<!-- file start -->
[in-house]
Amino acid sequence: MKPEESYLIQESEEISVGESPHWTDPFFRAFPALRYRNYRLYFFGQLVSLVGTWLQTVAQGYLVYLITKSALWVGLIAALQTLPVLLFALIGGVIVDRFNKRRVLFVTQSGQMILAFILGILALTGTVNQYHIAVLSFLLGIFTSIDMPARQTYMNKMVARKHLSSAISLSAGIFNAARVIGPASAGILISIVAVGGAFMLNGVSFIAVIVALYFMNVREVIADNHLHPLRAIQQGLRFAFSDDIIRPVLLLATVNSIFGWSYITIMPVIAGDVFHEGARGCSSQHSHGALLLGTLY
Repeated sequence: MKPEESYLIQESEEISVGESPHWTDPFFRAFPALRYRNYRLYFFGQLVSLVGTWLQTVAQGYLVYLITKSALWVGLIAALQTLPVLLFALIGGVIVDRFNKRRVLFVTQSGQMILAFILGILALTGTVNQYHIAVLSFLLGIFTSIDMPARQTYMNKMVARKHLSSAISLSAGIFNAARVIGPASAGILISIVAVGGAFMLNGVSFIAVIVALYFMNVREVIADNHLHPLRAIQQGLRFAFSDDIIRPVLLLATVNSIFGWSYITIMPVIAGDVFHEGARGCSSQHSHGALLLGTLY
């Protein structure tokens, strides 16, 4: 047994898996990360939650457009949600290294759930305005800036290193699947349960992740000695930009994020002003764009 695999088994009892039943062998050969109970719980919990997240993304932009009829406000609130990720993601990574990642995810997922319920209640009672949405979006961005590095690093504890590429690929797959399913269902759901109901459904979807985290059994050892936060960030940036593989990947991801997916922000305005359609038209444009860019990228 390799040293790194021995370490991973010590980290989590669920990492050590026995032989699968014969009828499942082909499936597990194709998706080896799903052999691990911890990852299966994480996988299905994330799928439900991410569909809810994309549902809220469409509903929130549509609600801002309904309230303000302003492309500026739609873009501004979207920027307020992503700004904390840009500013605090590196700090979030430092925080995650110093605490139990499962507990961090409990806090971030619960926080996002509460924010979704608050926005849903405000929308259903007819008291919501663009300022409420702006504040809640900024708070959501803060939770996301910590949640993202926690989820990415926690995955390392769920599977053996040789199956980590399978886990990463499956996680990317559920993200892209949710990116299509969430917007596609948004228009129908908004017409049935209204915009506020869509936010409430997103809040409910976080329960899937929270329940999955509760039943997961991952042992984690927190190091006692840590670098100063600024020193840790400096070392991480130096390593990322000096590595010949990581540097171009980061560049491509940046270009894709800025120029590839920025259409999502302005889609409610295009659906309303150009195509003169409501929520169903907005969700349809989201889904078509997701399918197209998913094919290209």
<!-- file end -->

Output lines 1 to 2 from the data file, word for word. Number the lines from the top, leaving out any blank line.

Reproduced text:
[in-house]
Amino acid sequence: MKPEESYLIQESEEISVGESPHWTDPFFRAFPALRYRNYRLYFFGQLVSLVGTWLQTVAQGYLVYLITKSALWVGLIAALQTLPVLLFALIGGVIVDRFNKRRVLFVTQSGQMILAFILGILALTGTVNQYHIAVLSFLLGIFTSIDMPARQTYMNKMVARKHLSSAISLSAGIFNAARVIGPASAGILISIVAVGGAFMLNGVSFIAVIVALYFMNVREVIADNHLHPLRAIQQGLRFAFSDDIIRPVLLLATVNSIFGWSYITIMPVIAGDVFHEGARGCSSQHSHGALLLGTLY